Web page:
Not only has your behavior been evasive, but also Zurich has the appearance of working in concert with Starbucks.  The concerted actions of Zurich and Starbucks are mutually beneficial, while being extremely detrimental to us.  It is possible that such actions could be viewed as a conspiracy, a conspiracy that could result in the elimination of our business.  While you may, or may not, be in direct communication with Starbucks, you are perfectly aware of Starbucks’ actions, and you are perfectly aware of why they are taking such actions.  Starbucks is well aware of our limited financial resources, and Starbucks is well aware that, should its actions prove successful, we will most likely be eliminated as a competitor.  I want to make sure, that from this point forward, that Zurich is clearly aware that your actions are posing a fatal threat to the existence of our business.  While neither Starbucks nor Zurich may have set out with the initial intent of our elimination, continuing to pursue an unjustifiable course of action, with the full knowledge of the catastrophic effects that action could have on our business, can be synonymous with intent.

I want to make Zurich specifically aware that our attorneys are being prevented from prosecuting an aggressive defense, because of your threat to pull coverage.  Beyond said threat, you have specifically restricted their ability to defend us by directly instructing them not to pursue certain essential avenues of a proper defense.  In so doing, you are enhancing Starbucks’ chances of success by actively hindering our defense.

I want to make you aware of a specific event that occurred in the past.  On 11/2/01 Starbucks’ attorney John Rawls directly threatened our attorney, Michael Terry, with the possibility that Starbucks might amend its complaint in an attempt to cause Zurich to pull coverage on our defense, if we refused to agree to an out-of-court with Starbucks.  Another attorney who was present, Mark Kaufman, witnessed this threat.  Attempting to force a party into an agreement with the threat of considerable monetary harm could be construed as an act of “extortion”.  It is important to take note of the fact that the act of Starbucks trying to drop its claim for “damages” is particularly transparent due to the fact that there were no measurable damages to start with.  The sole reason for Starbucks action appears to be an attempt to force us to agree to Starbucks’ terms.  It is possible that Zurich could be viewed as actively participating in said extortion by appearing to be favoring Starbucks’ interests over our interests.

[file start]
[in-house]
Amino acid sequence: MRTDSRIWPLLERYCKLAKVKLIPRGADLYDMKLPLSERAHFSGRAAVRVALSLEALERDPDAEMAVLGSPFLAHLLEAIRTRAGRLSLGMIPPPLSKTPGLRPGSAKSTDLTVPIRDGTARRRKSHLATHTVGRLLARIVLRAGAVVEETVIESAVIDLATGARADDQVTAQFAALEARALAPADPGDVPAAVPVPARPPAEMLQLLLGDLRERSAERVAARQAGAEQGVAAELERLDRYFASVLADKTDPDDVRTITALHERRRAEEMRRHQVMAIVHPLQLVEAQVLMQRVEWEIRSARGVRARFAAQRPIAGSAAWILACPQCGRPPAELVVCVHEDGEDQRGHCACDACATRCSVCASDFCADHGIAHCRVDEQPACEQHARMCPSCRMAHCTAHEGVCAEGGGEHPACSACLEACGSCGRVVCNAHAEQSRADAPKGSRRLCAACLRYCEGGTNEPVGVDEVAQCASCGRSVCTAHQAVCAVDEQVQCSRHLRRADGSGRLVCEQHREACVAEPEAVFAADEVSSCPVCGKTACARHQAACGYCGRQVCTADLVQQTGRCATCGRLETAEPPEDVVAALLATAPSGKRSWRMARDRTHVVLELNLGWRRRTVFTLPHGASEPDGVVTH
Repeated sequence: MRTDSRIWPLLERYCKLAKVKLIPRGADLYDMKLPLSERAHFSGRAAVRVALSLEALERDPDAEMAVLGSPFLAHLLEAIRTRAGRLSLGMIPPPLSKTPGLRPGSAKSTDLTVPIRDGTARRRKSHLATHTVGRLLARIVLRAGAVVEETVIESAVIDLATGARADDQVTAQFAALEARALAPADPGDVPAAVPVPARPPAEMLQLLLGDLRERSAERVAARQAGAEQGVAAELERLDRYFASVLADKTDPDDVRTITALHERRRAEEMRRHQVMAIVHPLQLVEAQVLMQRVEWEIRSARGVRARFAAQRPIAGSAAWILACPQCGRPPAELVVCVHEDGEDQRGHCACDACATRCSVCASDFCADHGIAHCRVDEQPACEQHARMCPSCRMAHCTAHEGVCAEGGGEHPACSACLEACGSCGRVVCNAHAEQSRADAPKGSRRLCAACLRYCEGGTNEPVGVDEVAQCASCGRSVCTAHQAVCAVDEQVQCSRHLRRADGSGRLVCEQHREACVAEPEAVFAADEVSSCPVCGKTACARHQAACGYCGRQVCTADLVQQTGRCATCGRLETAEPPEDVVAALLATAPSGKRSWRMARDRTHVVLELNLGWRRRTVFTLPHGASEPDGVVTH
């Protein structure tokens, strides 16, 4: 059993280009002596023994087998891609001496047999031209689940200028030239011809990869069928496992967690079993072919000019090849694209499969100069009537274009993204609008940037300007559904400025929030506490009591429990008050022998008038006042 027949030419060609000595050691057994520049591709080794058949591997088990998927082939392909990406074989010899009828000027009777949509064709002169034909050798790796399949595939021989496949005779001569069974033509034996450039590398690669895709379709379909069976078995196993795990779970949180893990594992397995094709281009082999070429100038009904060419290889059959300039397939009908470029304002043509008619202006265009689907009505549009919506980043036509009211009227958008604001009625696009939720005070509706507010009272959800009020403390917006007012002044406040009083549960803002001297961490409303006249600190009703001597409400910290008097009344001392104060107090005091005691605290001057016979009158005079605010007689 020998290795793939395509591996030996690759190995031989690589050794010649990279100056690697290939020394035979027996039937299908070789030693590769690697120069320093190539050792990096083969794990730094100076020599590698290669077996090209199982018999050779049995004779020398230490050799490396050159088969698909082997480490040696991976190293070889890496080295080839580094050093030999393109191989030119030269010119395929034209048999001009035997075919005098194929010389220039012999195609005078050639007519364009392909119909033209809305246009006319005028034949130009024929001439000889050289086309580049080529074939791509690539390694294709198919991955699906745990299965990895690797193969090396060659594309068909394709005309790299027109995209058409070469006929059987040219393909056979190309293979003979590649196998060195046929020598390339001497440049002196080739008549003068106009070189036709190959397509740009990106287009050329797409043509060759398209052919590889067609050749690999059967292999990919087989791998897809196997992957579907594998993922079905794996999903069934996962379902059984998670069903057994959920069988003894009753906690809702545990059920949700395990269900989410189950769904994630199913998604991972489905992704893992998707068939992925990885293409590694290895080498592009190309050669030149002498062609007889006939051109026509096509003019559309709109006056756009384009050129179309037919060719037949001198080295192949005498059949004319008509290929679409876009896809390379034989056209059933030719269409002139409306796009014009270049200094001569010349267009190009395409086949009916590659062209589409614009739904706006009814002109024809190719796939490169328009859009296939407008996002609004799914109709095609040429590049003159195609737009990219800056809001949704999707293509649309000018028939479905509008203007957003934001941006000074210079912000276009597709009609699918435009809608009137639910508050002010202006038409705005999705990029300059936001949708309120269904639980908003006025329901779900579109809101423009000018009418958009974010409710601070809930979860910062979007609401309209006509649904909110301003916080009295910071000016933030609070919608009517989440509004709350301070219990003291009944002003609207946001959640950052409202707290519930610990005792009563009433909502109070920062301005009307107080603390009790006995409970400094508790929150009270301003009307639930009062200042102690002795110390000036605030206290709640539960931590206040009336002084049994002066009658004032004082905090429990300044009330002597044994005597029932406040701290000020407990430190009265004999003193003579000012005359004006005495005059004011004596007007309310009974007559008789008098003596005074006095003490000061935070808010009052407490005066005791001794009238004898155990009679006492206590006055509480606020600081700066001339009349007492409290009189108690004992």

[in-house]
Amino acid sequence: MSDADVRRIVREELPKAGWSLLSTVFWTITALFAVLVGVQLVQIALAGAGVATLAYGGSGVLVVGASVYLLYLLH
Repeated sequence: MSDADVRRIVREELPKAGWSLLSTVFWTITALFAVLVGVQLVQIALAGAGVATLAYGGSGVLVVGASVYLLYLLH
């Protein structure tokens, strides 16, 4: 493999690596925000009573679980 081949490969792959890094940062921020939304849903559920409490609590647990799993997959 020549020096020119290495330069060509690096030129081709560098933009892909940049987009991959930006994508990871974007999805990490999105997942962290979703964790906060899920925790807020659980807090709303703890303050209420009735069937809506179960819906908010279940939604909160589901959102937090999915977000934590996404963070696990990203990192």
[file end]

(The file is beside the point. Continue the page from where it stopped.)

I also want you to be clear that for us to incur the expense of seeking a declarative judgment to compel Zurich to continue providing coverage, could, in itself, put our business at risk of becoming insolvent.

From this point forward, the actions of Zurich will speak more clearly than any possible statements Zurich may make.  From this point forward, you are clearly aware of our very limited financial resources, and of the jeopardy you are putting our business in.

I will close with the following points for your consideration:

·        Our business provides a product that the consuming public deems valuable.

·        The elimination of our business would be detrimental to the consuming public.

·        We are a competitor of Starbucks.

·        Should it be found that Starbucks has knowingly pursued a course of action that would likely result in our elimination, and that said course of action cannot be justified, then Starbucks’ actions could be considered “restraint of trade”.

·        Zurich’s actions could be view as knowingly aiding and abetting Starbucks actions.

·        Given the foregoing, Zurich could be viewed as conspiring with Starbucks in “restraint of trade”.


Jim Clark

cc: Honorable Laura Taylor Swain (S.D.N.Y.)